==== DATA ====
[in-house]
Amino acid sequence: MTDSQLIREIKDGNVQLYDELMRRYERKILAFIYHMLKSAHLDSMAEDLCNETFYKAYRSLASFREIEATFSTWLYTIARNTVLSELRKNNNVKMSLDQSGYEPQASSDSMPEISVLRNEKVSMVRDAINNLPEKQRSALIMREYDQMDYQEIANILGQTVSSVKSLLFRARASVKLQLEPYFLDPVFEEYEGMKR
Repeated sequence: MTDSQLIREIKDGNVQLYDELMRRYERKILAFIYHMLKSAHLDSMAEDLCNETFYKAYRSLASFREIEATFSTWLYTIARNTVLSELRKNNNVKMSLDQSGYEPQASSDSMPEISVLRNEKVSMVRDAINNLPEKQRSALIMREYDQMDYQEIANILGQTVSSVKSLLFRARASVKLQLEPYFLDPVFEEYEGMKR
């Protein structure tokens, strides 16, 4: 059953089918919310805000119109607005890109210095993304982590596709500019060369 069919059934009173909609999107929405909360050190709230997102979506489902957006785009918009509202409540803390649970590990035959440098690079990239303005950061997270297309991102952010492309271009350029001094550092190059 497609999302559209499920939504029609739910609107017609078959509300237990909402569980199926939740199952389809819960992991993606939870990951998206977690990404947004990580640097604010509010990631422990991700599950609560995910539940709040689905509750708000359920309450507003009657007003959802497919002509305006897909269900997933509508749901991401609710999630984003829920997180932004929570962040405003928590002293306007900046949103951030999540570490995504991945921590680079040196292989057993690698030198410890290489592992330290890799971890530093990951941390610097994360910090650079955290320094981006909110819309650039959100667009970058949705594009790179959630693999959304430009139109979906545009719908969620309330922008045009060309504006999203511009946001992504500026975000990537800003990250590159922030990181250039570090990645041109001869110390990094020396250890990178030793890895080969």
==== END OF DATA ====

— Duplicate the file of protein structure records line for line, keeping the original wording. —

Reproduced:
[in-house]
Amino acid sequence: MTDSQLIREIKDGNVQLYDELMRRYERKILAFIYHMLKSAHLDSMAEDLCNETFYKAYRSLASFREIEATFSTWLYTIARNTVLSELRKNNNVKMSLDQSGYEPQASSDSMPEISVLRNEKVSMVRDAINNLPEKQRSALIMREYDQMDYQEIANILGQTVSSVKSLLFRARASVKLQLEPYFLDPVFEEYEGMKR
Repeated sequence: MTDSQLIREIKDGNVQLYDELMRRYERKILAFIYHMLKSAHLDSMAEDLCNETFYKAYRSLASFREIEATFSTWLYTIARNTVLSELRKNNNVKMSLDQSGYEPQASSDSMPEISVLRNEKVSMVRDAINNLPEKQRSALIMREYDQMDYQEIANILGQTVSSVKSLLFRARASVKLQLEPYFLDPVFEEYEGMKR
């Protein structure tokens, strides 16, 4: 059953089918919310805000119109607005890109210095993304982590596709500019060369 069919059934009173909609999107929405909360050190709230997102979506489902957006785009918009509202409540803390649970590990035959440098690079990239303005950061997270297309991102952010492309271009350029001094550092190059 497609999302559209499920939504029609739910609107017609078959509300237990909402569980199926939740199952389809819960992991993606939870990951998206977690990404947004990580640097604010509010990631422990991700599950609560995910539940709040689905509750708000359920309450507003009657007003959802497919002509305006897909269900997933509508749901991401609710999630984003829920997180932004929570962040405003928590002293306007900046949103951030999540570490995504991945921590680079040196292989057993690698030198410890290489592992330290890799971890530093990951941390610097994360910090650079955290320094981006909110819309650039959100667009970058949705594009790179959630693999959304430009139109979906545009719908969620309330922008045009060309504006999203511009946001992504500026975000990537800003990250590159922030990181250039570090990645041109001869110390990094020396250890990178030793890895080969």